Like all information technology, IoT technology is not immune from technology-related vulnerabilities.  However, certain characteristics of (or relating to) IoT technology exacerbate such vulnerabilities: 

  • Large attack surface: each IoT device represents a potential opportunity for attack.  As there already exist billions of such devices (with numbers increasing all the time), the opportunity for attack multiplies;
  • Limited device functionality: IoT devices, by virtue of their compact size, limited on-board computing power and limited battery life, have little spare capacity to provide for extensive security measures.  Because updating and patching to address identified security vulnerabilities may not occur (see What are the Key Operational Issues?), IoT devices may over time become more and more exposed to emerging security threats;
  • End-to-end risk: IoT devices typically contain multiple, pre-existing sub-components.  Such building blocks are often in effect opaque “black boxes”, with a lack of transparency in relation to security.  IoT devices also depend on integration with multiple communications protocols. These factors increase the security risk.  Where a vulnerability is discovered in relation to a device, that puts at risk all other like devices operating in the ecosystem (compounding the risk);
  • Lack of engineered security: IoT device component manufacturers are often small, or they may be traditional consumer goods makers rather than computer software businesses, and may therefore lack the specialist engineering knowledge required to provide for holistic security in relation to a device as a whole when operating in an Internet environment;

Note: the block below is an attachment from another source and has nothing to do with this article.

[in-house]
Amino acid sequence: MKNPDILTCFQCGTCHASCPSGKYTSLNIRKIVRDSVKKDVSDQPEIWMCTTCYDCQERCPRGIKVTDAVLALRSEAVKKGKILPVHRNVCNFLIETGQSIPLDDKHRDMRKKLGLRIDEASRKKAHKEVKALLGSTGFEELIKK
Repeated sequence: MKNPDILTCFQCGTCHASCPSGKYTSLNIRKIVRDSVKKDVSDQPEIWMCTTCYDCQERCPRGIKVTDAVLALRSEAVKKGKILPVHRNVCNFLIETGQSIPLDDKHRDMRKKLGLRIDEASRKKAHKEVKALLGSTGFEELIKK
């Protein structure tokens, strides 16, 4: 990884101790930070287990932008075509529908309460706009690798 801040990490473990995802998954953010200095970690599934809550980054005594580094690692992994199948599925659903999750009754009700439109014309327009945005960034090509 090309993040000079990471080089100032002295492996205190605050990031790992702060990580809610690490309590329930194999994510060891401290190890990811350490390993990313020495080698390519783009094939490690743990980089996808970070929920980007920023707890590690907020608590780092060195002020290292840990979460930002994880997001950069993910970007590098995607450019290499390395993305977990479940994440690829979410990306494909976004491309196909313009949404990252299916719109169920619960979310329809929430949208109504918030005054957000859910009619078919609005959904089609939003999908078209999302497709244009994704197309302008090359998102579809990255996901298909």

• Device price sensitivity: as IoT device manufacturers compete on price, costly security features may be left out;
  • Unexpected connectivity: end users (particularly consumers) may simply be unaware that purchased products may include IoT connectivity, or give insufficient thought to the need to change default passwords or to secure them, leaving the ecosystem exposed to security attacks via the unsecured device; and 
  • Multiple stakeholder participation: a number of vendors is typically involved in an IoT ecosystem. One may design a device, another may supply component software, a third may operate the network in which the device operates, a fourth may operate the device, and so on.  It may not be clear who is responsible for security issues that arise, as each participant will not typically have contributed on the basis of an end-to-end specification applicable to the whole ecosystem.